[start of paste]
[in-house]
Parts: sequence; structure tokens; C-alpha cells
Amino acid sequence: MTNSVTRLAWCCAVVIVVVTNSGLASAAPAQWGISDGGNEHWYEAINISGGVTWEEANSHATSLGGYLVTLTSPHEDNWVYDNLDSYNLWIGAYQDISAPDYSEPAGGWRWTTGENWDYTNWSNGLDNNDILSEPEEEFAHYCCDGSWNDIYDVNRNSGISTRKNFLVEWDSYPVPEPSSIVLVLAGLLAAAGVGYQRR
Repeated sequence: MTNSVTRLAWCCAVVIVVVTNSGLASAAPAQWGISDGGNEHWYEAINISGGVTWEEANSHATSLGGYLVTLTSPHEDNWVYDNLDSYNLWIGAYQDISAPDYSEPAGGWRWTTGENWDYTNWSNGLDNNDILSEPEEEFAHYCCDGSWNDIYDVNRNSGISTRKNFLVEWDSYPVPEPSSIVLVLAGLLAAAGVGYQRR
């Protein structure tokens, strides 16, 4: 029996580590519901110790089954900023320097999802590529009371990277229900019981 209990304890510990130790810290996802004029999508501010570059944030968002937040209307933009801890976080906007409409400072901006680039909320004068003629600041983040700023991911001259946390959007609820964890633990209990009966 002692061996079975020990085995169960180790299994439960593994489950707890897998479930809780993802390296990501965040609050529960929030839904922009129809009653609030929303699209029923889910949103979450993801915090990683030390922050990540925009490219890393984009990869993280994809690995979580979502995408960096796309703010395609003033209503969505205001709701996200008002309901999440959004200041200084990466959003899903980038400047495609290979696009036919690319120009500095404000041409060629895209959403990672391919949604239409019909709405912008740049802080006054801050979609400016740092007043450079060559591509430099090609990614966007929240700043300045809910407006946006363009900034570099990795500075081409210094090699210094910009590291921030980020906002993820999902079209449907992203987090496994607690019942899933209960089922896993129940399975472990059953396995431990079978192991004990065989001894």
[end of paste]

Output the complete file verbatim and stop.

[in-house]
Parts: sequence; structure tokens; C-alpha cells
Amino acid sequence: MTNSVTRLAWCCAVVIVVVTNSGLASAAPAQWGISDGGNEHWYEAINISGGVTWEEANSHATSLGGYLVTLTSPHEDNWVYDNLDSYNLWIGAYQDISAPDYSEPAGGWRWTTGENWDYTNWSNGLDNNDILSEPEEEFAHYCCDGSWNDIYDVNRNSGISTRKNFLVEWDSYPVPEPSSIVLVLAGLLAAAGVGYQRR
Repeated sequence: MTNSVTRLAWCCAVVIVVVTNSGLASAAPAQWGISDGGNEHWYEAINISGGVTWEEANSHATSLGGYLVTLTSPHEDNWVYDNLDSYNLWIGAYQDISAPDYSEPAGGWRWTTGENWDYTNWSNGLDNNDILSEPEEEFAHYCCDGSWNDIYDVNRNSGISTRKNFLVEWDSYPVPEPSSIVLVLAGLLAAAGVGYQRR
């Protein structure tokens, strides 16, 4: 029996580590519901110790089954900023320097999802590529009371990277229900019981 209990304890510990130790810290996802004029999508501010570059944030968002937040209307933009801890976080906007409409400072901006680039909320004068003629600041983040700023991911001259946390959007609820964890633990209990009966 002692061996079975020990085995169960180790299994439960593994489950707890897998479930809780993802390296990501965040609050529960929030839904922009129809009653609030929303699209029923889910949103979450993801915090990683030390922050990540925009490219890393984009990869993280994809690995979580979502995408960096796309703010395609003033209503969505205001709701996200008002309901999440959004200041200084990466959003899903980038400047495609290979696009036919690319120009500095404000041409060629895209959403990672391919949604239409019909709405912008740049802080006054801050979609400016740092007043450079060559591509430099090609990614966007929240700043300045809910407006946006363009900034570099990795500075081409210094090699210094910009590291921030980020906002993820999902079209449907992203987090496994607690019942899933209960089922896993129940399975472990059953396995431990079978192991004990065989001894």